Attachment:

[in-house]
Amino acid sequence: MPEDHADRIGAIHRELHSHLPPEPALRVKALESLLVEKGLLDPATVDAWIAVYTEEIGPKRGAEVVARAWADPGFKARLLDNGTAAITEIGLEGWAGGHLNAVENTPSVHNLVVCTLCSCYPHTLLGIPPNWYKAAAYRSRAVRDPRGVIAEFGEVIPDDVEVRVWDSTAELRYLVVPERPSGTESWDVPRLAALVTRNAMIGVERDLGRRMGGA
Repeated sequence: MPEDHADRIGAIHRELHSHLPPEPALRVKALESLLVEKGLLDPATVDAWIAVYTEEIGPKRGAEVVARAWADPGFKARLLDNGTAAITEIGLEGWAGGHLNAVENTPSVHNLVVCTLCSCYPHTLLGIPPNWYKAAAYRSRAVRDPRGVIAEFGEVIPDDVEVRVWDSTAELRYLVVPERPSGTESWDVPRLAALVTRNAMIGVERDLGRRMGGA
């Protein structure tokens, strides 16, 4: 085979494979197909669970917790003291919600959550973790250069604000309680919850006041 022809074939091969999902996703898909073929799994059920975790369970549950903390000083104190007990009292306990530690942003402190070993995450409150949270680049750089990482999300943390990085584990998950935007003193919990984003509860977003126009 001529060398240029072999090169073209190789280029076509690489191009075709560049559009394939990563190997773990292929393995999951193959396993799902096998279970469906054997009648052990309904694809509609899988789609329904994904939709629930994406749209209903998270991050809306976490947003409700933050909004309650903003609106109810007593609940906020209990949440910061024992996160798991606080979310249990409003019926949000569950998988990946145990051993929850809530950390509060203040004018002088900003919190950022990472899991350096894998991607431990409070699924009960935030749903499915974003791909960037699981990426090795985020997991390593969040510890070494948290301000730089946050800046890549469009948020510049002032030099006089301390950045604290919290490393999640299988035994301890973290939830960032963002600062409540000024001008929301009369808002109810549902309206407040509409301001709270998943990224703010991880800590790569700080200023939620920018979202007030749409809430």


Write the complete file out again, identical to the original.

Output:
[in-house]
Amino acid sequence: MPEDHADRIGAIHRELHSHLPPEPALRVKALESLLVEKGLLDPATVDAWIAVYTEEIGPKRGAEVVARAWADPGFKARLLDNGTAAITEIGLEGWAGGHLNAVENTPSVHNLVVCTLCSCYPHTLLGIPPNWYKAAAYRSRAVRDPRGVIAEFGEVIPDDVEVRVWDSTAELRYLVVPERPSGTESWDVPRLAALVTRNAMIGVERDLGRRMGGA
Repeated sequence: MPEDHADRIGAIHRELHSHLPPEPALRVKALESLLVEKGLLDPATVDAWIAVYTEEIGPKRGAEVVARAWADPGFKARLLDNGTAAITEIGLEGWAGGHLNAVENTPSVHNLVVCTLCSCYPHTLLGIPPNWYKAAAYRSRAVRDPRGVIAEFGEVIPDDVEVRVWDSTAELRYLVVPERPSGTESWDVPRLAALVTRNAMIGVERDLGRRMGGA
């Protein structure tokens, strides 16, 4: 085979494979197909669970917790003291919600959550973790250069604000309680919850006041 022809074939091969999902996703898909073929799994059920975790369970549950903390000083104190007990009292306990530690942003402190070993995450409150949270680049750089990482999300943390990085584990998950935007003193919990984003509860977003126009 001529060398240029072999090169073209190789280029076509690489191009075709560049559009394939990563190997773990292929393995999951193959396993799902096998279970469906054997009648052990309904694809509609899988789609329904994904939709629930994406749209209903998270991050809306976490947003409700933050909004309650903003609106109810007593609940906020209990949440910061024992996160798991606080979310249990409003019926949000569950998988990946145990051993929850809530950390509060203040004018002088900003919190950022990472899991350096894998991607431990409070699924009960935030749903499915974003791909960037699981990426090795985020997991390593969040510890070494948290301000730089946050800046890549469009948020510049002032030099006089301390950045604290919290490393999640299988035994301890973290939830960032963002600062409540000024001008929301009369808002109810549902309206407040509409301001709270998943990224703010991880800590790569700080200023939620920018979202007030749409809430």